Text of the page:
"You have important safety information to pass on and we are glad that you thought we were important enough to not be discouraged by the journey, or weather, to make sure that we hear them. Thank you.”
- Samuel Odoma, Tororo resident
Since the 2005 Comprehensive Peace Agreement was signed by the Government of Sudan and the Sudan People’s Liberation Movement, there has been a dramatic increase in the numbers of internally displaced people (IDPs) and refugees returning to their homelands – but this brings its own problems.
MAG's Mine Risk Education messages are often delivered to remote communities such as this village compound in Tororo, next to the Congolese border.
Spontaneous returnees in Tororo receive Mine Risk Education.
[Photos: MAG Sudan]
Returnees – there are an estimated 350,000 refugees in neighbouring countries, with another four million people internally displaced within Sudan – may have spent many years outside of the country during the conflict and are therefore often unfamiliar with landmines/unexploded ordnance (UXO), unaware of suspected dangerous areas within their newly resettled communities.
The vulnerability of this group to mine/UXO related accidents has made them a main target group for Mine Risk Education (MRE).
MAG’s Community Liaison (CL) teams ensure that returnees, arriving by convoy through various 'way stations', are provided with critical MRE messages before departing for their new settlements.
During the rainy season, when organised repatriation slows, many returnees choose to return spontaneously. MAG’s CL teams gather information about often remote villages that may be receiving a number of spontaneous returns.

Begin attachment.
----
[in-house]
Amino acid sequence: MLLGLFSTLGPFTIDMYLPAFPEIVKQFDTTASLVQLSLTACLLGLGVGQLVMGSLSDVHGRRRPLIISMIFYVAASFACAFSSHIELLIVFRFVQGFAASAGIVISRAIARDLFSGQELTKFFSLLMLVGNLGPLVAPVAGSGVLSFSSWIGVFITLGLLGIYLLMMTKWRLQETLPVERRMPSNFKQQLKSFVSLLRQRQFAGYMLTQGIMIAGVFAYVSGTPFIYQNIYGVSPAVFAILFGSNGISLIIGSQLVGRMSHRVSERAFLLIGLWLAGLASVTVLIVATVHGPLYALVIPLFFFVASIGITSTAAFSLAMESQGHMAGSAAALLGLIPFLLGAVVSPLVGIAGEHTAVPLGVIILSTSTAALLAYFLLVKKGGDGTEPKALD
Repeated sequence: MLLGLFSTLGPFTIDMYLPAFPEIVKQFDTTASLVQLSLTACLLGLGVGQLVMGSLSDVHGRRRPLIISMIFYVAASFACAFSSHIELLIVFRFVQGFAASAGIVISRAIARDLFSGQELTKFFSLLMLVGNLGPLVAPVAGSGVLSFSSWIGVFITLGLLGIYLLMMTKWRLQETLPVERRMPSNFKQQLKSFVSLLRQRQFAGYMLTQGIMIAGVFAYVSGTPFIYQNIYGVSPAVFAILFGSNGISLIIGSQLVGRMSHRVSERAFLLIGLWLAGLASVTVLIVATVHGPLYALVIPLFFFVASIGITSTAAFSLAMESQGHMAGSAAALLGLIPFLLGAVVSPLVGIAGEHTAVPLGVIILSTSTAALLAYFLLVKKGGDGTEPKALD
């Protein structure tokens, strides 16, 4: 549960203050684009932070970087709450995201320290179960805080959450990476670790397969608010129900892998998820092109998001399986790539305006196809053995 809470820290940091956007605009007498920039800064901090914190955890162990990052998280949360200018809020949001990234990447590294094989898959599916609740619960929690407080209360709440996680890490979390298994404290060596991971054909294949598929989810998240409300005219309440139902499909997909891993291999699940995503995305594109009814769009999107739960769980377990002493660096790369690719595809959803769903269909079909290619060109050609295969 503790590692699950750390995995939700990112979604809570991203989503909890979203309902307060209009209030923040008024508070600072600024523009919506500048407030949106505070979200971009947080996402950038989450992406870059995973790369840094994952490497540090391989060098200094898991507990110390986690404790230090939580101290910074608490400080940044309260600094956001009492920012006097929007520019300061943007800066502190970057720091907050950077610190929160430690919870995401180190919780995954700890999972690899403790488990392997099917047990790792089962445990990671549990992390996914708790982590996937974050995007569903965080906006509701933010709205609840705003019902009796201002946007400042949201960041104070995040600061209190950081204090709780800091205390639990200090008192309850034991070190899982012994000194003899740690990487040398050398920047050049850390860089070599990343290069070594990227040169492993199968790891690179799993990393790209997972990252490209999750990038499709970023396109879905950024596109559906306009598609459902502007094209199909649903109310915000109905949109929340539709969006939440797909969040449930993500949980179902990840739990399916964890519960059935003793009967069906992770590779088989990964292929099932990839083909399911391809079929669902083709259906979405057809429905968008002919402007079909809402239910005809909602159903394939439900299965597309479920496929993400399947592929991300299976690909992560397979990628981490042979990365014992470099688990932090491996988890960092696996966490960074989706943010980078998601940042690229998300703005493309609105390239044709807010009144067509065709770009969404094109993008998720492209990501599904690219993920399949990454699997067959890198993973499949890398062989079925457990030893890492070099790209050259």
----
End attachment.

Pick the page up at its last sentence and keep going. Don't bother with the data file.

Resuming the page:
During October, a MAG CL team (funded by the Office of Weapons Removal and Abatement, US Department of State) delivered several MRE sessions throughout Tororo Boma.
Tororo consists of many scattered villages bordering Sudan, the Democratic Republic of the Congo (DRC) and Uganda. Most of the community members are returning Sudanese who sought refuge in neighbouring countries during the Sudanese conflict.
Peter Alero, Tororo community member and returnee from the DRC, was present at one of MAG's MRE sessions: “We have only come to Sudan a few months ago. As you can see we live a simple life here as we did in the Congo; we never knew that such things [landmines/UXO] existed – and so close to our homes.”
Samuel Odoma, spoke on behalf of his community to emphasise their appreciation for the MRE messages and the team’s efforts in accessing their remote area:
"The route is hilly and difficult to get to. You have important safety information to pass on and we are glad that you thought we were important enough to not be discouraged by the journey, or weather, to make sure that we hear them. Thank you.”
29 October 08